Via RH Reality Check, I’ve learned about the awesome SexInfo. Launched in San Francisco by Internet Sexuality Infomartion Services (ISIS), SexInfo lets teens receive health information via text message when they send numerical codes for common questions–1 for a broken condom, 6 if you’re not sure you want to have sex, and so on. While the texts require minimal effort on the part of teens, the messages they receive in response fully utilize the character limit. Responses include clinic addresses, hours and phone numbers, and a brief (often empowering) message to the teen, like “It’s ur choice 2 have sex or not.”
I can see huge potential here for libraries. According to RH Reality check,
Isis’ efforts to advertise the program ranged from flyers and bus shelter ads to getting a popular local hip-hop artist to help spread the world — but their community partnerships with clergy, juvenile justice groups, and health educators were particularly vital. They plan to spread the program, with variations, to DC and Toronto within the next year, and further after that.
How about community partnerships with libraries? The reference interview can be particularly sticky when it comes to medical information in general, with nervous patrons sidling up to the desk with a question like “Do you have any books on diseases?” when the real problem is “What do I do about this rash?” And for teens already feeling like they live in a fishbowl, asking about sexual health brings up huge issues of privacy and confidentiality. Ta da! Coded text messaging with quick, reliable results! I really hope libraries in San Francisco think to publicize SexInfo (discreetly, of course) in their young adult sections.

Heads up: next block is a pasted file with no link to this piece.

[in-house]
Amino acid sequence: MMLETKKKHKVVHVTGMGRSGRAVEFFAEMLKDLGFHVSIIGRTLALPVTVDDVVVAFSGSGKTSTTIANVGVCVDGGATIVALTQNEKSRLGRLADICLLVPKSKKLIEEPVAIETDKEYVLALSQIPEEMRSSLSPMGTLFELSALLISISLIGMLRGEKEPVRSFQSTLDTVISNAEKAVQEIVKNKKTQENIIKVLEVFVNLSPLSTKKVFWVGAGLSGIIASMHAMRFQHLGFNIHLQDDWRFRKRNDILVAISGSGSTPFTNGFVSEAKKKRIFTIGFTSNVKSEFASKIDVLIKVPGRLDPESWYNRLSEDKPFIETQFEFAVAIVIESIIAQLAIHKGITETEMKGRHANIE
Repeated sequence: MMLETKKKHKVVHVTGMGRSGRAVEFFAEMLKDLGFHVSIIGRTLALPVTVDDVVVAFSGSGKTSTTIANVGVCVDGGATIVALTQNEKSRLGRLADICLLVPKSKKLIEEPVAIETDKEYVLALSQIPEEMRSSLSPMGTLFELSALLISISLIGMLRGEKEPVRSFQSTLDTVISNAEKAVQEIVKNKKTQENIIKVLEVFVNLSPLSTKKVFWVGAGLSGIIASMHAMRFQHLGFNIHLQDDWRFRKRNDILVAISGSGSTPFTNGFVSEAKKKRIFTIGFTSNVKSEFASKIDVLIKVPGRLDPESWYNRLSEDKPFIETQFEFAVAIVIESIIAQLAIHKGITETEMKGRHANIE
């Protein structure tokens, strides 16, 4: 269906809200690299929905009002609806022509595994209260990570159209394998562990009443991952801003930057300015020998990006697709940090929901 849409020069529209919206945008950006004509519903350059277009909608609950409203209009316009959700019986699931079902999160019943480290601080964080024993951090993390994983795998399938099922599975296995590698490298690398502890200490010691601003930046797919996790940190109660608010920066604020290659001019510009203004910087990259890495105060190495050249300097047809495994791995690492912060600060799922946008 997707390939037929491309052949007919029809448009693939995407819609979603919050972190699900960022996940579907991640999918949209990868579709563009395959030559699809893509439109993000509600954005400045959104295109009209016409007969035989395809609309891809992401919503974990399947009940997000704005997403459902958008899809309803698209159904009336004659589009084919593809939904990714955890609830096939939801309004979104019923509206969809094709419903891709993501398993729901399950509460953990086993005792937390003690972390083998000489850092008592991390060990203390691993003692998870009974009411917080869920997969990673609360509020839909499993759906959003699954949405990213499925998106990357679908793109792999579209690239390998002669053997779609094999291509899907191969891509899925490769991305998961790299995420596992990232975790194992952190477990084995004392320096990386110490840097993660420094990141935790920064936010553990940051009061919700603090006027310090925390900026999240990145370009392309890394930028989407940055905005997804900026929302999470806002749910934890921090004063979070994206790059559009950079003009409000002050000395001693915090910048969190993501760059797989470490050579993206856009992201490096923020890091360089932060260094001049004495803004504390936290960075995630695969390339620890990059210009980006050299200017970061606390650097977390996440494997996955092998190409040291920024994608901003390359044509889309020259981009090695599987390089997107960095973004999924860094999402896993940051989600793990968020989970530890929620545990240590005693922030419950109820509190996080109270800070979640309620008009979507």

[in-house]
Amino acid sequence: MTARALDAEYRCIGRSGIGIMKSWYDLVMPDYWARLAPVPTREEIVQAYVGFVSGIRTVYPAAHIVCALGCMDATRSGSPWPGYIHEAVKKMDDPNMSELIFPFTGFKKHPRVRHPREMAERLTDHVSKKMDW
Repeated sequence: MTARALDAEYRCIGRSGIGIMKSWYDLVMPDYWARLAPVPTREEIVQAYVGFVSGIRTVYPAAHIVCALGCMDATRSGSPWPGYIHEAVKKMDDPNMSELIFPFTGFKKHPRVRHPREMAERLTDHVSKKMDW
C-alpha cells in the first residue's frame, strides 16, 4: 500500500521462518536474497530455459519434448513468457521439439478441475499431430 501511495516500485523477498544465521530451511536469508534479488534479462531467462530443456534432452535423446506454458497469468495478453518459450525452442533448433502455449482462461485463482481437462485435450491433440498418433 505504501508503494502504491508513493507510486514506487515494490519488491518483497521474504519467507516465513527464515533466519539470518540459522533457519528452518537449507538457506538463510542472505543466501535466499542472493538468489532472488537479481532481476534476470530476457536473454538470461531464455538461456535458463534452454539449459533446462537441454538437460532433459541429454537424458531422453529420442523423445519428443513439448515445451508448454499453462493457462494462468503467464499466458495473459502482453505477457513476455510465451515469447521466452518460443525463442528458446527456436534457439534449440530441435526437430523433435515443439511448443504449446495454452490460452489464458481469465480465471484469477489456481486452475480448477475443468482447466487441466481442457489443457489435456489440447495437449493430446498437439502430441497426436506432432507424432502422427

Now, I can already hear parental objections. With the popularity of websites like Teen Chat Decoder, it’s clear that some adults are getting freaked out by teen cell phone use. (My opinion? If your kid doesn’t feel comfortable talking with you about sexual health, you have bigger problems than figuring out the code.)
But if health professionals can use text messages to remind patients to take their birth control, couldn’t libraries be using text messages to send overdue and hold notices, or remind the youth advisory board about the meeting on Wednesday night?